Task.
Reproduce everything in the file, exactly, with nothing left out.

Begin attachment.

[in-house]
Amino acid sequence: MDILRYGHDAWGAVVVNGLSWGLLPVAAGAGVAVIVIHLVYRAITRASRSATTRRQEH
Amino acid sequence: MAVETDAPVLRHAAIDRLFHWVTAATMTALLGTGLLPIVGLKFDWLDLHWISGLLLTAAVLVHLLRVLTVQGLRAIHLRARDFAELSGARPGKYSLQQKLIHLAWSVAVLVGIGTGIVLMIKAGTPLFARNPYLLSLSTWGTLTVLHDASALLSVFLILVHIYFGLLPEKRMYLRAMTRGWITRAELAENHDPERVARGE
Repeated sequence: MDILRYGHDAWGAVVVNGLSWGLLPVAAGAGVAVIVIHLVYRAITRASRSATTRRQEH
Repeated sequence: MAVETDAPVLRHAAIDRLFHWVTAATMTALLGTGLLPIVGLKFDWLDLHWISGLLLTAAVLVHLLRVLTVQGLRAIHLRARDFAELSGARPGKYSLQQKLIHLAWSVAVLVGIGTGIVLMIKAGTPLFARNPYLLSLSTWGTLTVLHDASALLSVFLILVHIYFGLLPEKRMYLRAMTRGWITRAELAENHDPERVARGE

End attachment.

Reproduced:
[in-house]
Amino acid sequence: MDILRYGHDAWGAVVVNGLSWGLLPVAAGAGVAVIVIHLVYRAITRASRSATTRRQEH
Amino acid sequence: MAVETDAPVLRHAAIDRLFHWVTAATMTALLGTGLLPIVGLKFDWLDLHWISGLLLTAAVLVHLLRVLTVQGLRAIHLRARDFAELSGARPGKYSLQQKLIHLAWSVAVLVGIGTGIVLMIKAGTPLFARNPYLLSLSTWGTLTVLHDASALLSVFLILVHIYFGLLPEKRMYLRAMTRGWITRAELAENHDPERVARGE
Repeated sequence: MDILRYGHDAWGAVVVNGLSWGLLPVAAGAGVAVIVIHLVYRAITRASRSATTRRQEH
Repeated sequence: MAVETDAPVLRHAAIDRLFHWVTAATMTALLGTGLLPIVGLKFDWLDLHWISGLLLTAAVLVHLLRVLTVQGLRAIHLRARDFAELSGARPGKYSLQQKLIHLAWSVAVLVGIGTGIVLMIKAGTPLFARNPYLLSLSTWGTLTVLHDASALLSVFLILVHIYFGLLPEKRMYLRAMTRGWITRAELAENHDPERVARGE